Conventional wisdom holds that whatever presidential ambitions Texas Gov. Rick Perry (R) may still hold have been destroyed with his indictment by a grand jury on charges that he abused his power. Sure, the charges are trumped-up, and have been denounced (however reluctantly) by critics right and left. Surely the spectacle of being charged–and subjected to the ultimate humiliation of the “mugshot” (above) has to have an effect.
Yes, it will have an effect–and it is likely to be a boost, not a burden, to Perry. Consider the contrast he struck on Tuesday, when he turned himself in, with President Barack Obama, whose treatment of the courts and the judicial system has been the opposite. Perry was defiant, vowing to fight, but ultimately respectful of the judicial process. Obama has been sued by House Republicans–and has not stopped mocking the courts and opposition.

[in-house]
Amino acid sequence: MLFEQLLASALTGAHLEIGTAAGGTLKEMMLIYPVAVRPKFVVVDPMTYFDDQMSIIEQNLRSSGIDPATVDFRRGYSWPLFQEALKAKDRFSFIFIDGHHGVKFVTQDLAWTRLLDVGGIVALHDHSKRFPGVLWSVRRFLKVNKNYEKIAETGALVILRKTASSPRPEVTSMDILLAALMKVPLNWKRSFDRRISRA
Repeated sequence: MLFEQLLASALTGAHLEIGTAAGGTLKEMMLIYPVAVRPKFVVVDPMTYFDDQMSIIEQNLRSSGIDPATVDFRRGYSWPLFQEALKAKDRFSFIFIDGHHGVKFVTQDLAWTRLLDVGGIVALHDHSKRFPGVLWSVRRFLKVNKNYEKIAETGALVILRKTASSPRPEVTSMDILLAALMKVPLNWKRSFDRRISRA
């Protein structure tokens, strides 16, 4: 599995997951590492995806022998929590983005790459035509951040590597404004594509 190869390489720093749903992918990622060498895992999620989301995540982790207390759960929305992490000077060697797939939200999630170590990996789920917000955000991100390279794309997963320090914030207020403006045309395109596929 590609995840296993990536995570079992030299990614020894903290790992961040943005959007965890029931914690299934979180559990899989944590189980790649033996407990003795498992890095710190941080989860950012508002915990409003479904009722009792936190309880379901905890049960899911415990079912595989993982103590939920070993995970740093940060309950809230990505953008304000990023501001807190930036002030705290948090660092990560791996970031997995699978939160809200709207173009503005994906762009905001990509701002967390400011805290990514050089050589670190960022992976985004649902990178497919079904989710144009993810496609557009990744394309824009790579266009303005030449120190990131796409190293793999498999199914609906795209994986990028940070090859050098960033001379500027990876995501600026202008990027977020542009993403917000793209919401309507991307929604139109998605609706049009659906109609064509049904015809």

Obama adviser David Axelrod, to his credit, has defended Perry. One suspects, however, that he may be trying to head off Democrats’ own–real, not trumped-up–legal problems. Attorney General Eric Holder is facing charges of contempt. Myriad Obama administration scandals are still waiting to be investigated properly. And Hillary Clinton, the presumptive 2016 Democratic Party nominee, is a constant scandal waiting to happen.
Perry, by contrast, is being persecuted by Democrats because he opposed corruption. Typically, conservatives tend to gravitate towards whichever of their number is most directly in the left’s crosshairs. That is doubly true in extraordinary circumstances. The stigma of the “mugshot” is being flipped: Perry’s case now evokes the heroism of the vigilante outlaw, the just man in an unjust world, the Lone Ranger against the corrupt sheriff.